President's Message Issue 63

Summer 2007 CSANews Issue 63  |  Posted date : Aug 07, 2007.Back to list

Joan and I love to get away during the cold winter months and enjoy the warmer climate in the southern states. It is, however, always great to return to Canada to see our children and grandchildren and to travel this great country.

As you are aware, when we are in the United States, we travel right across the South, as well as into Mexico, conducting what we call Extravaganzas and Winter Information Meetings. The purpose of these meetings is to keep our members up to date with what is going on in Canada and also what the CSA is doing on behalf of all travelling Canadians. This spring, we entertained more than 50,000 people at 16 events; these meetings were organized by Chris Bradbury and the staff of Medipac International. We receive many compliments at these meetings and very few complaints. I accept the compliments and pass the complaints on to Chris. If you have not joined us at one of these events, please look in the CSANews magazine for a meeting in your area and come along. Don't forget to bring a friend; the meetings are free to everyone.

When back in Canada, it is time to plan the locations for our Snowbird Lifestyle Presentations which are held across Canada. Once again, these meetings give us an opportunity to meet our members and prospective members, and provide them with information and entertainment.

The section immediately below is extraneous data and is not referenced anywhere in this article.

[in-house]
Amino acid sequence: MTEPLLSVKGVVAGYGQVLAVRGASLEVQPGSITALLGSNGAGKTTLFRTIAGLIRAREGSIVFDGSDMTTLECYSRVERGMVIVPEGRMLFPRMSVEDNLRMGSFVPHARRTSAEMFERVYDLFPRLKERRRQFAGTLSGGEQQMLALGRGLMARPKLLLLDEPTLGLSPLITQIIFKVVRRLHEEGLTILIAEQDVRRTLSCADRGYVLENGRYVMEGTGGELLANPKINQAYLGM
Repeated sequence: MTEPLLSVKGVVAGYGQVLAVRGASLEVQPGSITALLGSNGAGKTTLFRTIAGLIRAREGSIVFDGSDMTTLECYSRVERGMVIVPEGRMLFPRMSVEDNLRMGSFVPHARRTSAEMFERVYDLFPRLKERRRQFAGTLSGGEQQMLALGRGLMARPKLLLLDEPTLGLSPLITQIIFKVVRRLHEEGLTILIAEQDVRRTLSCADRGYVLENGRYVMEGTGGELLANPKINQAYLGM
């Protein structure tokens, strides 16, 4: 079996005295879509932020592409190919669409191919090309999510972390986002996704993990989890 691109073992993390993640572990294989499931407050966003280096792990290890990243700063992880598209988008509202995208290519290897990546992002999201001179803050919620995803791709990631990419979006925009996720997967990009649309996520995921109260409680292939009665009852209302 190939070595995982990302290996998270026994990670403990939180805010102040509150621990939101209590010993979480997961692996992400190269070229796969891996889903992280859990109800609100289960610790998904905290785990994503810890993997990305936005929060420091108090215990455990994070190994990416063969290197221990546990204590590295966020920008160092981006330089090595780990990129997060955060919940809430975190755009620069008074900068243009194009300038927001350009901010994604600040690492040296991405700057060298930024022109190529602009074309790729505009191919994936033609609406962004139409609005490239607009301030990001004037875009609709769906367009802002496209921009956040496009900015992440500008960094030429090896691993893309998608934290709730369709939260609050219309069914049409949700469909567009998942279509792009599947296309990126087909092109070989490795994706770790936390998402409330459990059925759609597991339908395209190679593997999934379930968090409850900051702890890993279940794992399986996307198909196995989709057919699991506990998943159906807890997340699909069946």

You will have noticed that the association has increased the membership dues – this is the result of increased printing and mailing costs. You can, however, save money by joining or renewing for more than one year. If you would now like to become a lifetime member, we will deduct what you have already paid over the past five years from the cost of lifetime membership. For example, if you have been a member for the past five years, you will save $100.00 on a lifetime membership.

In Florida, we are still concerned about rising property taxes and property insurance. We are actively working on these problems and I hope to meet shortly with Governor Crist to once again discuss these issues. The governor is aware of the concerns of snowbirds, both American and Canadian. We will keep you updated on these issues on our website and in the magazine.

In our last issue, the Honourable Marjory LeBreton, leader of the Senate and secretary of state for seniors was interviewed and announced the formation of the new National Seniors' Council. I had the privilege of meeting with the senator in her office on Parliament Hill. We discussed some of the concerns of our members and I promised that the CSA will do everything it can to support the council.